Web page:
15 Obscure Words Every Pet Owner Needs in Their Vocabulary

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iStock.com/vvvita

As a nickname for a cat, the word mog or moggy is thought to come from Maggie, a name that was once used more generally in the language as a nickname for any young woman or girl. As a nickname for a dog—and in particular a shabby-looking one—the word mutt dates back to the late 19th century. But oddly, it originally referred to a slow or poor-quality racehorse, not to a dog, and derives from muttonhead, an even older word for a fool or simpleton. But if you’re a dog or cat owner, those aren’t the only words worthy of a place in your vocabulary …

1. CLIMB-TACK

As well as being another word for a mischievous child, if you have a cat that likes to investigate the shelves where you store your food, it's a climb-tack.

2. CUMLIN

The word comeling has been used since the 13th century to refer to someone who visits or enters somewhere or joins a new group of people as opposed to one of its regular or permanent residents or members. Derived from that, cumlin is an old word for an animal—and in particular a cat—that spontaneously attaches itself to a new owner.

3. CUTTYCRUMB

An old Scots word for the sound of a purring cat, often used in the expression “to sing cuttycrumb.”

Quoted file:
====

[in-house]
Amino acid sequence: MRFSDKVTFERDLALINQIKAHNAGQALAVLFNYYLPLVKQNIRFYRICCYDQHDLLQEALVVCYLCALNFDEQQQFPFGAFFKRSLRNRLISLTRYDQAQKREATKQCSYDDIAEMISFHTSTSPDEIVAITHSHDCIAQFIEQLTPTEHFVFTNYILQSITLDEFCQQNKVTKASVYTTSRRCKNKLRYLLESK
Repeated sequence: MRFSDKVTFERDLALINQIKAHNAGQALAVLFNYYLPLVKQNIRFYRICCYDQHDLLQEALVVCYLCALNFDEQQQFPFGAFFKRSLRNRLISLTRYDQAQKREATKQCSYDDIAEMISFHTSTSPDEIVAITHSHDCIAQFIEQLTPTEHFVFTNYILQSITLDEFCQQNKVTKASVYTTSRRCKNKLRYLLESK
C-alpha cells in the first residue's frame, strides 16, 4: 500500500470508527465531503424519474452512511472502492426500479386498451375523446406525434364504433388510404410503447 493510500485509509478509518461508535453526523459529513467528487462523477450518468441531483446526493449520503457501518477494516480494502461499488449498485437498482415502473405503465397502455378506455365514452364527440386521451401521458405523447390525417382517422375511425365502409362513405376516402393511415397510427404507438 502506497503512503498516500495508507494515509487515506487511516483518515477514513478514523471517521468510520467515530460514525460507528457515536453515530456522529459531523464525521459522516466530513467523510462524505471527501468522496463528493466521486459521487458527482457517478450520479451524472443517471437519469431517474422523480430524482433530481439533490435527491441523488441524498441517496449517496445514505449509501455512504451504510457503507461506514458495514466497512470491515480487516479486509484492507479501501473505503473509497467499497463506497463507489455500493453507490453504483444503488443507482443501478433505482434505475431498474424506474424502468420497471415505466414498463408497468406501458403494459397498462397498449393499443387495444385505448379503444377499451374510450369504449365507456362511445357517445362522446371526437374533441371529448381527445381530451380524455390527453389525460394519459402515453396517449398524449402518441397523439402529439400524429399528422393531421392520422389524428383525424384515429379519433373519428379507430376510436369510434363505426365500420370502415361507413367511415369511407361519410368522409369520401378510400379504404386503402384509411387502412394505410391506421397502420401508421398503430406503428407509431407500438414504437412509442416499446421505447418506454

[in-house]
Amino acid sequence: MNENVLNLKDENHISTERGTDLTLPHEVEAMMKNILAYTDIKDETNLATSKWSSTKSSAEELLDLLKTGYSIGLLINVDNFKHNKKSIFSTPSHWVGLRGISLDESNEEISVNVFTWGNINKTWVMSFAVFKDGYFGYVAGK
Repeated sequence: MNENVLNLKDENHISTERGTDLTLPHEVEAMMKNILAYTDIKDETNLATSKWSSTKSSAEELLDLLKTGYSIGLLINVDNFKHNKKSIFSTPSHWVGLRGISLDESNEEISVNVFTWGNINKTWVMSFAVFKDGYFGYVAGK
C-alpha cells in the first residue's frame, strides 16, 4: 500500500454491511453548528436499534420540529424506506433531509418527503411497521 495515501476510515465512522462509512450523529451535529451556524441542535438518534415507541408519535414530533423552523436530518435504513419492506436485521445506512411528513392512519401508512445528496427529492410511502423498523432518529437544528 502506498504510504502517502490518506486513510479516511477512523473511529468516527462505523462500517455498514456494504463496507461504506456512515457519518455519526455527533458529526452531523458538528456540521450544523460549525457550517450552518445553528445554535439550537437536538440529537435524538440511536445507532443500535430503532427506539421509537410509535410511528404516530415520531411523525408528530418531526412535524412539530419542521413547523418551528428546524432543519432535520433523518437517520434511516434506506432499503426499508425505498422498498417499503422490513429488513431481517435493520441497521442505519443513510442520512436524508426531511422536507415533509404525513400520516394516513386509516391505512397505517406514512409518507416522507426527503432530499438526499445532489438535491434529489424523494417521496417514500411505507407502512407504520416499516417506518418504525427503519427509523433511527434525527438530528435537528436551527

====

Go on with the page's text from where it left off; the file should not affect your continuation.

4. GRANONS

A 17th century word for a cat’s whiskers, granons ultimately derives from an old Germanic word probably meaning “mustache.”

5. HAINGLE

Haingle is a Scots word derived from hang, in the sense of feeling unwell or tired. As a verb, haingle can be used to mean to move languidly or feebly, or to look tired or jaded. And from there, it came to be used as a nickname for a greedy or lazy dog in the early 19th century.

6. HUNDGIE

Hundge is an old Scots word meaning “to drive or chase away,” which comes from an earlier verb hund, meaning “to chase like a hound,” or “to run from place to place.” A diminutive form, hundgie—literally “a little chaser”—was once a nickname for an energetic dog.

7. KREESAL

When a dog or a cat curls up in a ball to sleep, you can call that “in a kreesal,” an old Scots expression derived from an earlier word, kreeso, for an untidy bundle of clothes or anything else.

8. PUGNOZZLE

The playwright Samuel Beckett coined the word pugnozzle in 1934 to mean, according to the Oxford English Dictionary, “to move [the upper lip and nostrils] up and down in the manner of a pug dog.”

9. RUM BUFFER

From the mid-16th to the early 19th century, the word rum was used in English slang to designate particularly beautiful or excellent things. In that sense, it has nothing to do with drink and, according to one explanation at least, derived from the place name Rome and was meant to allude to the city’s fine architecture. So a rum cove was a handsome or rich gentleman, while a rum doxy was a beautiful woman. A rum beak was a fair judge or magistrate known among criminals for his lenient sentences. And a rum buffer was a particularly fine or handsome dog.